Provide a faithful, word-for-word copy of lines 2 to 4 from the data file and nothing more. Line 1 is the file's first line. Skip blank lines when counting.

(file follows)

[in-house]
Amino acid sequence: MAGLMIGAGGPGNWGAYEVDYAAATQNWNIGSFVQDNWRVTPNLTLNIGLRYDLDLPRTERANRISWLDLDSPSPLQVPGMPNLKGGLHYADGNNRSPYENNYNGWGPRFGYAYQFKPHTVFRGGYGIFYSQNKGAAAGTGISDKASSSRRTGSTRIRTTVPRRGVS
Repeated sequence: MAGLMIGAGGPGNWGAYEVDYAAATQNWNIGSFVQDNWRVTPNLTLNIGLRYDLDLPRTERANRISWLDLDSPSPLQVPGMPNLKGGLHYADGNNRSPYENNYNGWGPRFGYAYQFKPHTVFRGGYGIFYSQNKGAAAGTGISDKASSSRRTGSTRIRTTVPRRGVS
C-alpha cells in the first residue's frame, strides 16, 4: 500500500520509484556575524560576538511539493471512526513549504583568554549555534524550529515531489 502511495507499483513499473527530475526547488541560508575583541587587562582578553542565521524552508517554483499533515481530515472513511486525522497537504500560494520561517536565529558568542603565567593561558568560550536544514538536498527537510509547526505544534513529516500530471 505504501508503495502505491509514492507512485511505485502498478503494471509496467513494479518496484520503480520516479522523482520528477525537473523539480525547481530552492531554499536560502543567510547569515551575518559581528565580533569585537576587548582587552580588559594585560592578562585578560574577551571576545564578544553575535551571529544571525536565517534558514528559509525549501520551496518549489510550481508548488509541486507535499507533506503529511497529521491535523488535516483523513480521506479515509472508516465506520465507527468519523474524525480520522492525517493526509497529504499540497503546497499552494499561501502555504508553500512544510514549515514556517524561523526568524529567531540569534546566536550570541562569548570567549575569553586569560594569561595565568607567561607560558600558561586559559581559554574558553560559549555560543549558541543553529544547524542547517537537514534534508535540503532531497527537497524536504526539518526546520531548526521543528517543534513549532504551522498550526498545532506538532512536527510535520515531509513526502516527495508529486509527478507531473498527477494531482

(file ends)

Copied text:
Amino acid sequence: MAGLMIGAGGPGNWGAYEVDYAAATQNWNIGSFVQDNWRVTPNLTLNIGLRYDLDLPRTERANRISWLDLDSPSPLQVPGMPNLKGGLHYADGNNRSPYENNYNGWGPRFGYAYQFKPHTVFRGGYGIFYSQNKGAAAGTGISDKASSSRRTGSTRIRTTVPRRGVS
Repeated sequence: MAGLMIGAGGPGNWGAYEVDYAAATQNWNIGSFVQDNWRVTPNLTLNIGLRYDLDLPRTERANRISWLDLDSPSPLQVPGMPNLKGGLHYADGNNRSPYENNYNGWGPRFGYAYQFKPHTVFRGGYGIFYSQNKGAAAGTGISDKASSSRRTGSTRIRTTVPRRGVS
C-alpha cells in the first residue's frame, strides 16, 4: 500500500520509484556575524560576538511539493471512526513549504583568554549555534524550529515531489 502511495507499483513499473527530475526547488541560508575583541587587562582578553542565521524552508517554483499533515481530515472513511486525522497537504500560494520561517536565529558568542603565567593561558568560550536544514538536498527537510509547526505544534513529516500530471 505504501508503495502505491509514492507512485511505485502498478503494471509496467513494479518496484520503480520516479522523482520528477525537473523539480525547481530552492531554499536560502543567510547569515551575518559581528565580533569585537576587548582587552580588559594585560592578562585578560574577551571576545564578544553575535551571529544571525536565517534558514528559509525549501520551496518549489510550481508548488509541486507535499507533506503529511497529521491535523488535516483523513480521506479515509472508516465506520465507527468519523474524525480520522492525517493526509497529504499540497503546497499552494499561501502555504508553500512544510514549515514556517524561523526568524529567531540569534546566536550570541562569548570567549575569553586569560594569561595565568607567561607560558600558561586559559581559554574558553560559549555560543549558541543553529544547524542547517537537514534534508535540503532531497527537497524536504526539518526546520531548526521543528517543534513549532504551522498550526498545532506538532512536527510535520515531509513526502516527495508529486509527478507531473498527477494531482